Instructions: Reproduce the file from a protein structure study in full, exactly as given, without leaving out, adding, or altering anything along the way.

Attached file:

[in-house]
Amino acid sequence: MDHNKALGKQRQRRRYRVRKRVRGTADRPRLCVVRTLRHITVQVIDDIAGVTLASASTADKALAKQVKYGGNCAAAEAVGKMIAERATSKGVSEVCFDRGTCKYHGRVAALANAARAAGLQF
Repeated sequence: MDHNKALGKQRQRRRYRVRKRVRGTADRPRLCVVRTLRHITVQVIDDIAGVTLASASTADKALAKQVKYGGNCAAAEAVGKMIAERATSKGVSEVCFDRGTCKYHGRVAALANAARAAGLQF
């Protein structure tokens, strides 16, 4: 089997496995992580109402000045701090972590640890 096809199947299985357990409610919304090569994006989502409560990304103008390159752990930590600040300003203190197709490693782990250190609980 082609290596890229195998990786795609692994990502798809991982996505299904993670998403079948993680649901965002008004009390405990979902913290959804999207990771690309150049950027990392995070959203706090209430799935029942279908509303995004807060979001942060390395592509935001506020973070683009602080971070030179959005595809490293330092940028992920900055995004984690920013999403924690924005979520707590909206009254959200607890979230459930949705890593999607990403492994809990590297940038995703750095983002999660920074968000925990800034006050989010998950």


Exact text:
[in-house]
Amino acid sequence: MDHNKALGKQRQRRRYRVRKRVRGTADRPRLCVVRTLRHITVQVIDDIAGVTLASASTADKALAKQVKYGGNCAAAEAVGKMIAERATSKGVSEVCFDRGTCKYHGRVAALANAARAAGLQF
Repeated sequence: MDHNKALGKQRQRRRYRVRKRVRGTADRPRLCVVRTLRHITVQVIDDIAGVTLASASTADKALAKQVKYGGNCAAAEAVGKMIAERATSKGVSEVCFDRGTCKYHGRVAALANAARAAGLQF
């Protein structure tokens, strides 16, 4: 089997496995992580109402000045701090972590640890 096809199947299985357990409610919304090569994006989502409560990304103008390159752990930590600040300003203190197709490693782990250190609980 082609290596890229195998990786795609692994990502798809991982996505299904993670998403079948993680649901965002008004009390405990979902913290959804999207990771690309150049950027990392995070959203706090209430799935029942279908509303995004807060979001942060390395592509935001506020973070683009602080971070030179959005595809490293330092940028992920900055995004984690920013999403924690924005979520707590909206009254959200607890979230459930949705890593999607990403492994809990590297940038995703750095983002999660920074968000925990800034006050989010998950």